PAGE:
Beacon Lesson Plan Library

Bang, You're Dead!

Thomas Martin


By participating in this indoor/outdoor activity, students work to understand the pattern of events to learn about ultimate understanding.


The student knows positive strategies for expressing needs, wants, and feelings.


-Two water guns
-One student assistant
-Assessment Sheet (create one copy per student; see Associated File)


1. Have both water guns full of water prior to beginning the activity.
2. Select student assistant.
3. Determine where the activity will be conducted (indoors or outdoors).
4. Download and copy one -Assessment Sheet- per student. (see Associated File)


NOTES: This activity can be completed indoors or outdoors. Before beginning the activity, inform the group they will be evaluated on their ability to deal with frustration, how to recognize when someone else becomes frustrated, and how each student will react to being frustrated.

This activity will confuse some of the students in the beginning and possibly a few may not catch on at all. Their behavior is what needs to be observed. A couple will catch on immediately. That’s okay, those students will need to sit down and just observe.

One assistant will be needed for this activity. This assistant can be a student. The teacher and the assistant will be armed with water guns. The water guns are there only to add a little fun to a mind-boggling activity.

1. To begin the activity, discuss what anger is. Discuss what type of things or situations make us angry, how we deal with anger, and what are positive ways to deal with anger. Be sure to discuss what type of consequences can occur when anger is not controlled. Also discuss some techniques that can be used to manage anger.

2. Next, begin the water gun activity by reminding students that this portion of the lesson will be very frustrating, but that they will need to think -outside of box- in order to deal with their frustration and the frustration of the other students.

3. In the beginning, the instructor will say only a few instructions to begin the activity. Tell students they will only receive a few instructions, and that they will have to think to figure out what should be done next.

4. To begin, say, -Bang, you're dead!-. Once you say the phrase, -Bang, you're dead!-, have students raise their hands and guess who you are referring to. Call on the first person who raises his hand. He or she may ask for example, -Is it Bob?”. If this student (Bob) is not the target, then Bob will sit down showing everyone that he is not the one who is supposed to be -it-. However -Bob- is still allowed to guess as to who -it- is. (The student who is -it- will be the first person to raise his hand, but do not tell the students this. Let them figure it out on their own.)

5. Once the person who is -it- (the first one who raised his hand) has been identified, that person will get shot with the water guns by both instructors.

6. Once the person has been identified, ask the group how was this person identified as the student to be shot. Have the class raise their hands and whisper to you the answer. If the reason is incorrect, just reply with a simple no. If it is the correct answer, then identify that student as having the correct answer. He/ she will have a seat to the side and can only observe at this time. Do not tell the reason to the class.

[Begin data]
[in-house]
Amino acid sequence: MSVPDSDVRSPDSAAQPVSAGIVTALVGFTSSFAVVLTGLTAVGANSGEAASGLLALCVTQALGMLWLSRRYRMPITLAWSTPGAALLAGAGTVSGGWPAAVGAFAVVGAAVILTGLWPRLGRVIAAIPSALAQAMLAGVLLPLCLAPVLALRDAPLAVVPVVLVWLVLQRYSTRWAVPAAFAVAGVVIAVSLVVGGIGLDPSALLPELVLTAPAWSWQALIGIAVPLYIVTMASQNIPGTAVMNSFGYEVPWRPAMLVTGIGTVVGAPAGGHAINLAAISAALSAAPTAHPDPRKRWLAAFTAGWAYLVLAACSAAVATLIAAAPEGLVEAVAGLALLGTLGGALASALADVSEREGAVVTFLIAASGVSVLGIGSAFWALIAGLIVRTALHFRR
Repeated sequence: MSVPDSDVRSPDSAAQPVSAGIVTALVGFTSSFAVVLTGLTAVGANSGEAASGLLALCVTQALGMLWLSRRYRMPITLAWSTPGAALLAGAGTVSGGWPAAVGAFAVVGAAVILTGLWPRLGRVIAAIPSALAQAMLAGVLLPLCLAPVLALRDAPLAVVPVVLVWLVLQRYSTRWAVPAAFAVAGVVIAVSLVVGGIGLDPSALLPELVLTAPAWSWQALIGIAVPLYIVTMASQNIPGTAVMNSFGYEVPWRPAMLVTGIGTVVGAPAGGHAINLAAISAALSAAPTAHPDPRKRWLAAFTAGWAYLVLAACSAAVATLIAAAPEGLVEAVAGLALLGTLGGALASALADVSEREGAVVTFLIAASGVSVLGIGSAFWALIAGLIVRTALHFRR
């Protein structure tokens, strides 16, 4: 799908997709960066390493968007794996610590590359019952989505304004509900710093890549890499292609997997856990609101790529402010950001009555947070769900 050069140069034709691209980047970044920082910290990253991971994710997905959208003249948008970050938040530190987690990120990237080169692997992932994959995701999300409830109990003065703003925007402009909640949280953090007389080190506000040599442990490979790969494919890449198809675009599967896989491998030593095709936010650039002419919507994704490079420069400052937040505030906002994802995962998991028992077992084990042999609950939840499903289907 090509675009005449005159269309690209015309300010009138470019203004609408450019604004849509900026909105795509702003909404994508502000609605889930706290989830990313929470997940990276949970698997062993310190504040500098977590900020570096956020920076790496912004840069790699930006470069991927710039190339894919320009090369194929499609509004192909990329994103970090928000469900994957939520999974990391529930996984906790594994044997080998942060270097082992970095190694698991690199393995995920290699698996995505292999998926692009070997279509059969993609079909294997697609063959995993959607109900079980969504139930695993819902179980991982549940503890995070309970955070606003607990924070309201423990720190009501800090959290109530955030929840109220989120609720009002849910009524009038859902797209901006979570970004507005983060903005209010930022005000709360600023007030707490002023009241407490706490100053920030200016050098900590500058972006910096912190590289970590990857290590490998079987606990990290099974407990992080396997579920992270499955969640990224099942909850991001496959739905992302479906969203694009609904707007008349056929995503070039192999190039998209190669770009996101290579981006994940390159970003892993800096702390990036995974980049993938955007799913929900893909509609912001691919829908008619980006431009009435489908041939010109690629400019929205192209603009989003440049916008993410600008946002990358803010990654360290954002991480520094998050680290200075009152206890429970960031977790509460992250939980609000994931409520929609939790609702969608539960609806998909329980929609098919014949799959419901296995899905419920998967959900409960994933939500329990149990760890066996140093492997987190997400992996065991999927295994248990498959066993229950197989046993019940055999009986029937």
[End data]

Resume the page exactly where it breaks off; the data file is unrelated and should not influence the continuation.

7. Keep the instructions at a bare minimum at the beginning and pretty soon every one will understand the rules.

8. Observe the students' facial expressions as well as body posture as the game is repeated with different students. Some students will become very frustrated. Provide the students with formative feedback and remind them to use positive ways to deal with anger and frustration.

7. At the end of the activity, tell students the first person who raised his or her hand to identify who -it- was, unknowingly identified themselves as the one. A couple of students will pick it up pretty quickly and some never will until the activity is concluded and discussed with the students.

8. To end the activity, discuss how the students handled their frustration and anger at being unable to understand the rules of the game. Discuss positive ways students handled their anger and how these strategies can be used in their daily lives.


Observe to see if the students handle both success and failure in their ability to understand the activity. Listen for appropriate communication with you and other students.
Observe to see how each student works within the group.
Observe to see if the students will reach out to assist other students that might struggle within the activity. Listen to see how feelings and desires for the solution are said.
Listen to the students discuss the activity to see if there is much thought put into the discussion at the end of the activity.
Review the -Evaluation Sheet- located in the Asociated File. It can be used to assess students on these criteria during the actvity.


Use different scenarios such as strategic or even real-world situations.

Attached Files

An evaluation sheet to use with students.     File Extension: pdf

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